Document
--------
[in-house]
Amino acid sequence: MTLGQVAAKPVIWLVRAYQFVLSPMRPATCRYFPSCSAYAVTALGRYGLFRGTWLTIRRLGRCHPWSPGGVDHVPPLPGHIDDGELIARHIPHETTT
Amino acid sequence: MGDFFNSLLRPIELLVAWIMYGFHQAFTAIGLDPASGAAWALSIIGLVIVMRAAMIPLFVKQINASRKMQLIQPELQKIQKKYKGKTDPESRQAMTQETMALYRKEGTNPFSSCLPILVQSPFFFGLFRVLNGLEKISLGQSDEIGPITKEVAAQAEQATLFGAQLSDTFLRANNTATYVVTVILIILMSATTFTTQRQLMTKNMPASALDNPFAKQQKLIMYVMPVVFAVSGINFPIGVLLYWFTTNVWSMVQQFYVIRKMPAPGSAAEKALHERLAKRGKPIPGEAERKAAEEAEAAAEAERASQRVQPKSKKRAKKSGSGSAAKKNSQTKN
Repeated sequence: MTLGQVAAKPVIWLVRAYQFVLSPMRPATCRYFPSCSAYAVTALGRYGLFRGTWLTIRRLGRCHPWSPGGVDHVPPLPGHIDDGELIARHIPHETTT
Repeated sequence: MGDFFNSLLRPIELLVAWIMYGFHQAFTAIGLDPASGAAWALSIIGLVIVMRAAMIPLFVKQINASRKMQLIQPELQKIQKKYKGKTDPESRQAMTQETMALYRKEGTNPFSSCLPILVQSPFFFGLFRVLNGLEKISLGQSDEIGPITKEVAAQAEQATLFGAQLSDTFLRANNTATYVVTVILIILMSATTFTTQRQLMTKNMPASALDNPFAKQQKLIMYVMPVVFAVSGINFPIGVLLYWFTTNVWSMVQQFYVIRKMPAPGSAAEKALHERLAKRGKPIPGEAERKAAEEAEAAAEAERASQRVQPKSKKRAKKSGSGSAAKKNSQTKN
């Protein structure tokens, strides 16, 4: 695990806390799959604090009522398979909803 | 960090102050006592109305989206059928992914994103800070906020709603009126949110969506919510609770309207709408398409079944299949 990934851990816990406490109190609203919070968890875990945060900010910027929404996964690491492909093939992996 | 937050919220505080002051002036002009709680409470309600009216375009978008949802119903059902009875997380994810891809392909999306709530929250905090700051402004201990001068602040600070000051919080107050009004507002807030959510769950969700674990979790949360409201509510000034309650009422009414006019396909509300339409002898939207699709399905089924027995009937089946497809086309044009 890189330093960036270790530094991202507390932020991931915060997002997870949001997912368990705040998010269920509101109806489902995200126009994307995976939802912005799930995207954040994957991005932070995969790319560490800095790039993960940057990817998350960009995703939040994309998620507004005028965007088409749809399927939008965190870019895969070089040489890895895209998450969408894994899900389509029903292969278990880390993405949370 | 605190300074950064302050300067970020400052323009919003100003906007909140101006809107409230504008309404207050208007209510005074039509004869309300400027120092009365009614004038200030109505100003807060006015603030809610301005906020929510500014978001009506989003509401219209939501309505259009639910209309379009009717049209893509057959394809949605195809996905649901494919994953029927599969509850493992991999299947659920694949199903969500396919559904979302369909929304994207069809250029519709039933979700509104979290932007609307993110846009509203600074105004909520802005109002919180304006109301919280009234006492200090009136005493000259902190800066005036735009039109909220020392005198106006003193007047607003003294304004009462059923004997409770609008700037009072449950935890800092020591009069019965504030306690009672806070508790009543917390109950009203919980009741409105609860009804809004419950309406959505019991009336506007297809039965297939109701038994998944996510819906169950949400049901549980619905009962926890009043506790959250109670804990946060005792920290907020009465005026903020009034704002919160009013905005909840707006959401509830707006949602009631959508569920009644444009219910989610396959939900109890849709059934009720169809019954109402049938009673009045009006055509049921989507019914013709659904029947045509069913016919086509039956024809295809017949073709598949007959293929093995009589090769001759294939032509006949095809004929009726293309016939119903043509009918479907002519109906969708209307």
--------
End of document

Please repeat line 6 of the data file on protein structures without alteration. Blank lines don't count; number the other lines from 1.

């Protein structure tokens, strides 16, 4: 695990806390799959604090009522398979909803 | 960090102050006592109305989206059928992914994103800070906020709603009126949110969506919510609770309207709408398409079944299949 990934851990816990406490109190609203919070968890875990945060900010910027929404996964690491492909093939992996 | 937050919220505080002051002036002009709680409470309600009216375009978008949802119903059902009875997380994810891809392909999306709530929250905090700051402004201990001068602040600070000051919080107050009004507002807030959510769950969700674990979790949360409201509510000034309650009422009414006019396909509300339409002898939207699709399905089924027995009937089946497809086309044009 890189330093960036270790530094991202507390932020991931915060997002997870949001997912368990705040998010269920509101109806489902995200126009994307995976939802912005799930995207954040994957991005932070995969790319560490800095790039993960940057990817998350960009995703939040994309998620507004005028965007088409749809399927939008965190870019895969070089040489890895895209998450969408894994899900389509029903292969278990880390993405949370 | 605190300074950064302050300067970020400052323009919003100003906007909140101006809107409230504008309404207050208007209510005074039509004869309300400027120092009365009614004038200030109505100003807060006015603030809610301005906020929510500014978001009506989003509401219209939501309505259009639910209309379009009717049209893509057959394809949605195809996905649901494919994953029927599969509850493992991999299947659920694949199903969500396919559904979302369909929304994207069809250029519709039933979700509104979290932007609307993110846009509203600074105004909520802005109002919180304006109301919280009234006492200090009136005493000259902190800066005036735009039109909220020392005198106006003193007047607003003294304004009462059923004997409770609008700037009072449950935890800092020591009069019965504030306690009672806070508790009543917390109950009203919980009741409105609860009804809004419950309406959505019991009336506007297809039965297939109701038994998944996510819906169950949400049901549980619905009962926890009043506790959250109670804990946060005792920290907020009465005026903020009034704002919160009013905005909840707006959401509830707006949602009631959508569920009644444009219910989610396959939900109890849709059934009720169809019954109402049938009673009045009006055509049921989507019914013709659904029947045509069913016919086509039956024809295809017949073709598949007959293929093995009589090769001759294939032509006949095809004929009726293309016939119903043509009918479907002519109906969708209307």